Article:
The Magic of Books #31
By Lesley Fuller
Last week I was lucky enough to get the opportunity to spend a few hours on the opening day of the Wigtown Book Festival. As well as a look round the festival tent and local shops, I managed to squeeze in one event in a packed hall to hear Ursula Buchan, granddaughter of John Buchan (1875 – 1940) give an inspirational and eloquent talk on the life of her grandfather.
Talk about making you feel inadequate! In addition to his illustrious career as a writer, John Buchan was a scholar, war reporter, MP, minister of wartime propaganda and much-loved Governor General of Canada. Happily married and a devoted family man, he lived with debilitating illness for most of his adult life.
It’s a great life if you don’t weaken. John Buchan
I learned that he wrote more than 100 books, and over 1000 articles for newspapers and magazines. Known for his elegant prose, he showed Scotland and the Scots to the world - delighting in its eccentricities.
I believe everything out of the common. The only thing to distrust is the normal.
As a child he was forced to spend 6 months in bed with a head injury following an accident, during which time he was not allowed to read. This experience was pivotal in developing his imagination and no doubt sowed the seeds for his future literary genius. He wrote his most famous novel, The 39 Steps in six weeks while on holiday with his family in Broadstairs, Kent, and when it was published in 1915, it was seen as ideal reading for men in the army stuck in the trenches, and I can understand why.
The 1935 film version of The 39 Steps directed by Alfred Hitchcock had a dramatically altered plot and cost £60,000 to produce. John Buchan received just £800 for the film rights.
As his distinguished diplomatic and political career progressed, he wrote at weekends, and all his writing is still available in print or e-format. In her summing up, Ursula Buchan described her grandfather as wise and courageous. I am still awe-struck that he managed to pack in so much to his life.
I would have been content with any job however thankless, in any quarter however remote, if I had a chance of making a corner of the desert blossom and the solitary place glad.
My one little snapshot can hardly do justice to the 10 day Wigtown Book Festival and its 150 events, but I was delighted to learn from the programme that youngsters were well catered for with 50 Big Wig events for 0 – 13s. Stories, songs, drawing and puppetry! What’s not to like?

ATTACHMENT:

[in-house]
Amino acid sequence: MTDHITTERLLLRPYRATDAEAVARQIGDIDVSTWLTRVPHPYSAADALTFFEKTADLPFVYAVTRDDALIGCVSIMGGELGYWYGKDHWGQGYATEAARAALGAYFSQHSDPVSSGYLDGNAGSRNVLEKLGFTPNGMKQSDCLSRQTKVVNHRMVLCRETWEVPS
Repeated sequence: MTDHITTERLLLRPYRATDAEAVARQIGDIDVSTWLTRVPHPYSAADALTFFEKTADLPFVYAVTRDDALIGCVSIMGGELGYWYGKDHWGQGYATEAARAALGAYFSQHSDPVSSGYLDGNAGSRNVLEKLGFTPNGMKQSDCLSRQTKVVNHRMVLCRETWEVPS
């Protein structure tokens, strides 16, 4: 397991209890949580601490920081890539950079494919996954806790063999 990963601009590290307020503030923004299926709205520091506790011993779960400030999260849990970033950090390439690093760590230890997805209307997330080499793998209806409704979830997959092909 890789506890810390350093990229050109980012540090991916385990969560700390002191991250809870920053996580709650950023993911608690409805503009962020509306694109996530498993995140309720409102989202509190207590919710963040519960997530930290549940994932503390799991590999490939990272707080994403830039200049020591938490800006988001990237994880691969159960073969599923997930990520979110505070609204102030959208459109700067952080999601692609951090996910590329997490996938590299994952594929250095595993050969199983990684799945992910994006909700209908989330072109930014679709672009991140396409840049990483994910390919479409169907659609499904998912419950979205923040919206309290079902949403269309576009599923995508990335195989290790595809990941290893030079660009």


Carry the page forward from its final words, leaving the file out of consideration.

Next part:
For the next age group – 13 to 20, WigWAM (Wigtown - Words, Art, Media) a young people’s festival, was programmed and run by a dedicated team of volunteers aged 13-20 and offered free entry to anyone under 26.
And for those aged between 10 and 13 Book Bridge sat between the Big Wig Children's Festival and the WigWAM programme for young people.
This year is the 21st Wigtown Book Festival and its success is testimony to a mix of innovation, hard work and strong leadership. In the mid-1990s it was suggested that a book town on the model of Hay-on-Wye could help regenerate a community in Scotland. Of six small towns, an international panel chose Wigtown, which at that time sadly had one of the highest levels of unemployment in Scotland. Today it is firmly established as Scotland’s National Book Town with over a dozen bookshops and related businesses.
As an avid reader, I couldn’t think of a nicer environment to be in, and wandering through The Book Shop with roughly 100,000 books perched on around a mile of shelving, was a positive delight. It felt cluttered enough to entice, but organised enough to allow proper focused searching, and I came away with two John Buchan books. I also boosted the coffers of the local economy by finding two quirky Christmas presents in the Wigtown Festival Company and enjoyed a tasty lunch in the popup festival café in the County Buildings.
As I left, I saw a crocodile of primary-aged children crossing the road, chattering excitedly. Were they on their way to hear a story, or had they just heard one? The lovely thing was that it didn’t matter. Their enthusiasm was contagious and I’m sure their imaginations were firing off in all directions. And that’s why Scotland’s National Book Town is important and must be encouraged to thrive.
Leadership is only courage and wisdom and a great carefulness of self.
Take care. Lead well.
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